With the news of Sill damaging her mainsail, co-skipper Moloney said that, in the short run, he did not expect to gain much on Sill, even with the damage she sustained. "They say they are sailing with one reef in the main," Moloney said. "And so are we, so for now I really don't see much gain for us." This proved true for a while as Kingfisher failed to sneak past Sill.

Covering tack for tack, the two boats headed west onto the Grand Banks and shallow water. "We are heading into a complicated weather system, so we will see what we can pull off," MacArthur said in the radio call.

Two weeks into the leg, Kingfisher took the lead from Sill. In a tactical move that solidified her lead, instead of sailing southeast as Sill did, Kingfisher sailed south gaining more miles toward Baltimore and leaving Sill behind.

When Kingfisher sped into the lead speculation was that Sill might have torn its already damaged mainsail again. The real story was far more serious; in light upwind conditions, a small titanium clip that holds the forestay to the deck had snapped. Despite this damage and having to stop to jury rig the forestay, Sill still presented a threat to Kingfisher. A new front presented itself to the leading boats and brought strong headwinds. Once through the front though, Kingfisher found good reaching conditions on the other side and, Moloney said, the crew spent several hours sailing in perfect reaching conditions: "We had the knot-metre pegged at 23 to 24 knots for quite a while."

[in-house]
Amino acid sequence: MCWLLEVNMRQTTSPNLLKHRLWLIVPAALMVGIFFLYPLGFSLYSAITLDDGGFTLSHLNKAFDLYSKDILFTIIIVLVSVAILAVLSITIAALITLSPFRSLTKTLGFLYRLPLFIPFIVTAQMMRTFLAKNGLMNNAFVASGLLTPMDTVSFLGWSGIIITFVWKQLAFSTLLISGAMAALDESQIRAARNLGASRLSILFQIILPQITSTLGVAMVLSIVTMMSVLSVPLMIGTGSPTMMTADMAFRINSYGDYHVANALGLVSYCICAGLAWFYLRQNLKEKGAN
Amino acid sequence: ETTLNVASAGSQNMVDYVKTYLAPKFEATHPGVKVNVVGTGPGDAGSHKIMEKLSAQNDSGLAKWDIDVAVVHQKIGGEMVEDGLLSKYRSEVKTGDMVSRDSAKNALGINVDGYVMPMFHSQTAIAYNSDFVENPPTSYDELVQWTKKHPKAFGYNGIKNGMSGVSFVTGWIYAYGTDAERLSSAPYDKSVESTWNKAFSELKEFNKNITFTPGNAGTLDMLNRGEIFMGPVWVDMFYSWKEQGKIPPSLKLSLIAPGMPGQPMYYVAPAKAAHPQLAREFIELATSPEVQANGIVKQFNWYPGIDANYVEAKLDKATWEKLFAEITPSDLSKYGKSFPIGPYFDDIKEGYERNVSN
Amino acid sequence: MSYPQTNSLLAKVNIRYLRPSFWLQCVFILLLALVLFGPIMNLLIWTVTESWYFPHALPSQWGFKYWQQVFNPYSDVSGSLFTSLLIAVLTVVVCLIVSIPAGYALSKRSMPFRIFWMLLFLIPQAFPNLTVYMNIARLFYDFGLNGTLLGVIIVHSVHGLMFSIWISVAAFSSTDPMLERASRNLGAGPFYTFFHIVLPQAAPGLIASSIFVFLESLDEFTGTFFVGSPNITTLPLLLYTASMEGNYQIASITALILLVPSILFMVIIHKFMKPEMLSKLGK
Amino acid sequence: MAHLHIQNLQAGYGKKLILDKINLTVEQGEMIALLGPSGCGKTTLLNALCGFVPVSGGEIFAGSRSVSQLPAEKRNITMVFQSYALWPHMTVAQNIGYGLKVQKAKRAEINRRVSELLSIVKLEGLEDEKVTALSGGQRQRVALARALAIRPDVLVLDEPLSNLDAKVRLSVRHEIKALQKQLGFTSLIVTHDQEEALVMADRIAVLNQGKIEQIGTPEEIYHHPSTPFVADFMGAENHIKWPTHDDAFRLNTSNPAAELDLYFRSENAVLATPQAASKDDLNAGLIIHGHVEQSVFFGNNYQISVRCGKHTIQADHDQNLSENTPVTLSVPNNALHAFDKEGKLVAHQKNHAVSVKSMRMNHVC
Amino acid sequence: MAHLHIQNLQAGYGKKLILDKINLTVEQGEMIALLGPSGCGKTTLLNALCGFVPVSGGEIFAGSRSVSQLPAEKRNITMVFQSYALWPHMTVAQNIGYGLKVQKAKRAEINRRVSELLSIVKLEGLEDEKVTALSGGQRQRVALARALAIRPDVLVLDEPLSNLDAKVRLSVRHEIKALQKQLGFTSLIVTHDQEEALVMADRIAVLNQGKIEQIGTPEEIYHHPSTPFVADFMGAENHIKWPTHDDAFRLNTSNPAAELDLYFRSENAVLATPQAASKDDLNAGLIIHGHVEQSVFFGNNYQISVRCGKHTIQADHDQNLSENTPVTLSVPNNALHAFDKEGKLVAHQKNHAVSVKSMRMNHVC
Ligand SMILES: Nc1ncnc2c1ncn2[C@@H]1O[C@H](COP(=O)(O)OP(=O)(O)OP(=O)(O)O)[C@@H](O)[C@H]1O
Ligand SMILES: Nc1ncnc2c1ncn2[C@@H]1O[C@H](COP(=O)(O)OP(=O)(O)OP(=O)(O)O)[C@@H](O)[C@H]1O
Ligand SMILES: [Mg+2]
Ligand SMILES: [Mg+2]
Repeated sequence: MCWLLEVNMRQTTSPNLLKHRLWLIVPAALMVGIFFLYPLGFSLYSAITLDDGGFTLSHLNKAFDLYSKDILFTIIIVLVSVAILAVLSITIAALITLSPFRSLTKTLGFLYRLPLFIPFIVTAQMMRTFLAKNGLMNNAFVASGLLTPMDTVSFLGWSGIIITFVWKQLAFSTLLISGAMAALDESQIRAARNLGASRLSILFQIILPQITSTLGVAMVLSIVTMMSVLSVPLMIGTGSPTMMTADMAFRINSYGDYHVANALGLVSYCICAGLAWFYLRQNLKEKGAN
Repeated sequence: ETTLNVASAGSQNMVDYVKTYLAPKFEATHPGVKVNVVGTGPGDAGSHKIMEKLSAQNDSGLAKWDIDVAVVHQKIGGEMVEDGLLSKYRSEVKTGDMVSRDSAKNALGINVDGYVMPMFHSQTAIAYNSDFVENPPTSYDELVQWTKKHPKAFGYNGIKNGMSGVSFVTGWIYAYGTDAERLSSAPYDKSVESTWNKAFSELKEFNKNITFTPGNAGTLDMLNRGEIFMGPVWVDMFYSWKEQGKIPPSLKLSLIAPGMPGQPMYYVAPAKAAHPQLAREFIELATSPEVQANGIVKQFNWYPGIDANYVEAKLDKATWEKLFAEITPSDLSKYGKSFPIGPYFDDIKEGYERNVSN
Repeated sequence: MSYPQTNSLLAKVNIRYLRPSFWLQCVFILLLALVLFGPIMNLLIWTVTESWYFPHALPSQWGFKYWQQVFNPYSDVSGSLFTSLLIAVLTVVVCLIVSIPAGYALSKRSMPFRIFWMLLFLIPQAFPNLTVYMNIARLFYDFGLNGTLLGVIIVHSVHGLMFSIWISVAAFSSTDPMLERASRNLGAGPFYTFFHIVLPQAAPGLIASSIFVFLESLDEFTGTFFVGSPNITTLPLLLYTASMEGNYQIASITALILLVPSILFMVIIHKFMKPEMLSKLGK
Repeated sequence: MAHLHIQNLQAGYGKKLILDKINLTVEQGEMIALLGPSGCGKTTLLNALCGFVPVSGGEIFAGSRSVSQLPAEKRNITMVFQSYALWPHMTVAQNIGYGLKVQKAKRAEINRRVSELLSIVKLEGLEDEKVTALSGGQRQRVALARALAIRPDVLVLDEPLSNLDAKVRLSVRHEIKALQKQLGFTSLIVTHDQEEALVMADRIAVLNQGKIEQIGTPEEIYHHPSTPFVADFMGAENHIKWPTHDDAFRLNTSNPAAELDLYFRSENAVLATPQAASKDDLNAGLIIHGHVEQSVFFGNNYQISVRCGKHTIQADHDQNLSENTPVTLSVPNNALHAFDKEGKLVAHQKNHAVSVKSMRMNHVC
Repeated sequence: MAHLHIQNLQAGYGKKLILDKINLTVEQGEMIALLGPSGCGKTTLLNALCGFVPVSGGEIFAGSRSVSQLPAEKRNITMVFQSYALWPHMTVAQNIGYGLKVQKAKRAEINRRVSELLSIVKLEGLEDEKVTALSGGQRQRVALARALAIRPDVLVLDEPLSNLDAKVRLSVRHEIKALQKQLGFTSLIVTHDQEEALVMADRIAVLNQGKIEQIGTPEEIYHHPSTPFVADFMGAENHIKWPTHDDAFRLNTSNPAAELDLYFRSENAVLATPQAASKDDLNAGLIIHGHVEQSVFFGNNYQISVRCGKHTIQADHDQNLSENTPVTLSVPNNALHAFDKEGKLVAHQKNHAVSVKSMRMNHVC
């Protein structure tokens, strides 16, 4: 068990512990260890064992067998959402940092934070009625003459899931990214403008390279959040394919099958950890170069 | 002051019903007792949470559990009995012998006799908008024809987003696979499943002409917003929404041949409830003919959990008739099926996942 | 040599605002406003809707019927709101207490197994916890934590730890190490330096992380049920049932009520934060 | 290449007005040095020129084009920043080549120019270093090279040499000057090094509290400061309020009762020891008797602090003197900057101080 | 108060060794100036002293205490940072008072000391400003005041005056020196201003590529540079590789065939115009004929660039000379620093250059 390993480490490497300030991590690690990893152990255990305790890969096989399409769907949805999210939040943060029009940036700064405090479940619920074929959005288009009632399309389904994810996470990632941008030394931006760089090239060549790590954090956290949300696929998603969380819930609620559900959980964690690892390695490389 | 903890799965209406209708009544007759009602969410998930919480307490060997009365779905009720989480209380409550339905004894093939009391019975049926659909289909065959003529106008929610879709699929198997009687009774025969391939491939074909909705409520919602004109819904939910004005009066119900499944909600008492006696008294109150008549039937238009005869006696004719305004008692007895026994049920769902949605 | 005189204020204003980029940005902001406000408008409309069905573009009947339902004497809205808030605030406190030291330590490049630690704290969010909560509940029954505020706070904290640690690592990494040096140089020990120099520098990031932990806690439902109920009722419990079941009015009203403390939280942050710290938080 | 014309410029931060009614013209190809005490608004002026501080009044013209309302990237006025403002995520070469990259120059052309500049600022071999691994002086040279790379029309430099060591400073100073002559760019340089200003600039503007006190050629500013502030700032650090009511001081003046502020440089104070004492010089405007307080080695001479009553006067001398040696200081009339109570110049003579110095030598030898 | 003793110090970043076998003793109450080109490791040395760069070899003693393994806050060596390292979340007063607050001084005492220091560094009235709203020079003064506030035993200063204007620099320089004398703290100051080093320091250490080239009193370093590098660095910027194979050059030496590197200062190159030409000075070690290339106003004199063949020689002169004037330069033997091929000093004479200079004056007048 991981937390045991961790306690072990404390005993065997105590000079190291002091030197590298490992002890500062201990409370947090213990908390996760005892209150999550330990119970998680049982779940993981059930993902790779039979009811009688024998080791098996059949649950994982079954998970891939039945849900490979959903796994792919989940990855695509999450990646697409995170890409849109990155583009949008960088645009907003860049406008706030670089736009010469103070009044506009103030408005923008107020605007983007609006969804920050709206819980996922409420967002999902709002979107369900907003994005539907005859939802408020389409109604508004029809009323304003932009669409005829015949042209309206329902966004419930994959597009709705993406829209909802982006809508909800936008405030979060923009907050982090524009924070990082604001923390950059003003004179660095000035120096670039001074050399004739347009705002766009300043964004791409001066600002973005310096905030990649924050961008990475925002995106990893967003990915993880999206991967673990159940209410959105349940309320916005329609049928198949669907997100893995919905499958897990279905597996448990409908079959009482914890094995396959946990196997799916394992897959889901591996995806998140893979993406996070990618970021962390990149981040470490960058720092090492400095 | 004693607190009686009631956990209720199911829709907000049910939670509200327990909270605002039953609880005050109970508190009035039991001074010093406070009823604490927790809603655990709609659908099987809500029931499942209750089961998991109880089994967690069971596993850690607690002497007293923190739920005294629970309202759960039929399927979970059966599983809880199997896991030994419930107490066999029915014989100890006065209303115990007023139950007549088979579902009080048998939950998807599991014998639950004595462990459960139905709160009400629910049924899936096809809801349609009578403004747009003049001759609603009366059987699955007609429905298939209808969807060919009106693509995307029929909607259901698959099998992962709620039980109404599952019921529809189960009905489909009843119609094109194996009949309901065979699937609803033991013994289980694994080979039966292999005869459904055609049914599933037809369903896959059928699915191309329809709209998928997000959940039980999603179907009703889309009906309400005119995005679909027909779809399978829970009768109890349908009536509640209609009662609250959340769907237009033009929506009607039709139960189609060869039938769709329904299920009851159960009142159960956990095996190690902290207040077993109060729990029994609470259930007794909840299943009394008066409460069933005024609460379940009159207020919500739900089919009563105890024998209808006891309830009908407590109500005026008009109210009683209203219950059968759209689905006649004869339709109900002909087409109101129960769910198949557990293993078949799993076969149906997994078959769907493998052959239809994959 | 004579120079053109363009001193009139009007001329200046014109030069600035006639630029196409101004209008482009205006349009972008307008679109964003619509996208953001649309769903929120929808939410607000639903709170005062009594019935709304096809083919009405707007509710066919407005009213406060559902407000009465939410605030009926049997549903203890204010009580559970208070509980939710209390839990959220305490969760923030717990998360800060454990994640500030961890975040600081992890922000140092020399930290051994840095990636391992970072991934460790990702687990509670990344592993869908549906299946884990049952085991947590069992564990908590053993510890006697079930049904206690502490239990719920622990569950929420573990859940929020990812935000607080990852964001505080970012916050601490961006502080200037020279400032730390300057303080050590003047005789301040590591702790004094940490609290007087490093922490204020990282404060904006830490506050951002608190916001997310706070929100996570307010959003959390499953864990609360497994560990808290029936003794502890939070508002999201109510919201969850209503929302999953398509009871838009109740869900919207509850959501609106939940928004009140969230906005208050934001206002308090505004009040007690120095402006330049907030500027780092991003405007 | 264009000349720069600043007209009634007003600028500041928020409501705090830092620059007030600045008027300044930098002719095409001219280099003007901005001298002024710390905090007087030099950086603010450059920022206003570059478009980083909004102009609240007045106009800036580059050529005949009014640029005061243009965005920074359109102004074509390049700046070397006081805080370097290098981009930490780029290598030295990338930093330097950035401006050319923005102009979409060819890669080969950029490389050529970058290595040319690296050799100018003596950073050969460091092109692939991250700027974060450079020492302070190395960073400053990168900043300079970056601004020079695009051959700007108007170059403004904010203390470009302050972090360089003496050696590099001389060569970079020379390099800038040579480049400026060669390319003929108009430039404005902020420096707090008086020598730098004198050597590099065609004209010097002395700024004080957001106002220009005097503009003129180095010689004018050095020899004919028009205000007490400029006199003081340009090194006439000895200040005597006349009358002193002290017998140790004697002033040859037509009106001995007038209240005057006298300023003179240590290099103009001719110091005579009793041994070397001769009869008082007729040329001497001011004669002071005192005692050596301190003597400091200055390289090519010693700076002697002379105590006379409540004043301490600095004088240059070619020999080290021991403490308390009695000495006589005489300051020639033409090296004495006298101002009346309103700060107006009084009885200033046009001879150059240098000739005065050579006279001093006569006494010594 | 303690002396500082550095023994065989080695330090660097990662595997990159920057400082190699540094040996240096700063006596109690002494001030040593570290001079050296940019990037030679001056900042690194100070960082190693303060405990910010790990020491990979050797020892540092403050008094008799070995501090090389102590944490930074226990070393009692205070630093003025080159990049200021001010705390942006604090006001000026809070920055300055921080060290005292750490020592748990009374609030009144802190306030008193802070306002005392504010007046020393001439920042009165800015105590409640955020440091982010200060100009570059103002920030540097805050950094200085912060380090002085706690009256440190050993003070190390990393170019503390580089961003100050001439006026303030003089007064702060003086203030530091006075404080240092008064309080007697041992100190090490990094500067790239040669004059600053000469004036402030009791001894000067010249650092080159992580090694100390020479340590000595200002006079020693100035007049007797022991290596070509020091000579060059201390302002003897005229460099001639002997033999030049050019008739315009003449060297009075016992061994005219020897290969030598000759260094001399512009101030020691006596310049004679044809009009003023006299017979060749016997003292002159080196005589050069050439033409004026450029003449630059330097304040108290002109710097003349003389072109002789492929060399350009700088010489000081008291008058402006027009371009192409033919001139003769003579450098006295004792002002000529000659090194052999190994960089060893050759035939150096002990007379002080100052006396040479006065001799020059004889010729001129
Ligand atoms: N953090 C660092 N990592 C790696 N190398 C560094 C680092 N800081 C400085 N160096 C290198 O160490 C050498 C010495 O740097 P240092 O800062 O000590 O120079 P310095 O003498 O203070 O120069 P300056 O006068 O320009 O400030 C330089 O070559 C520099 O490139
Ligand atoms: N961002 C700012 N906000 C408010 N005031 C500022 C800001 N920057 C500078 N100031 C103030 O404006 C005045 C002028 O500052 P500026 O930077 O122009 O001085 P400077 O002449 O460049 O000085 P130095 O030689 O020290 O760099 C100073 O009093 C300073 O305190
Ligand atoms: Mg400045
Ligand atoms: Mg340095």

Two days before the finish, Kingfisher had widened its lead over Sill Plein Fruit to 103 miles. But with good downwind conditions and a respectable lead, MacArthur remained cautious: "There is still a long way to go and the race is not over until the last boat crosses the finish line," she said. "We look at what happened to Sill and FILA and know that anything can occur when you are pushing a boat hard."
But push she did, to blaze in under the Chesapeake Bay Bridge Tunnel in a hard won, brilliantly sailed Leg 3.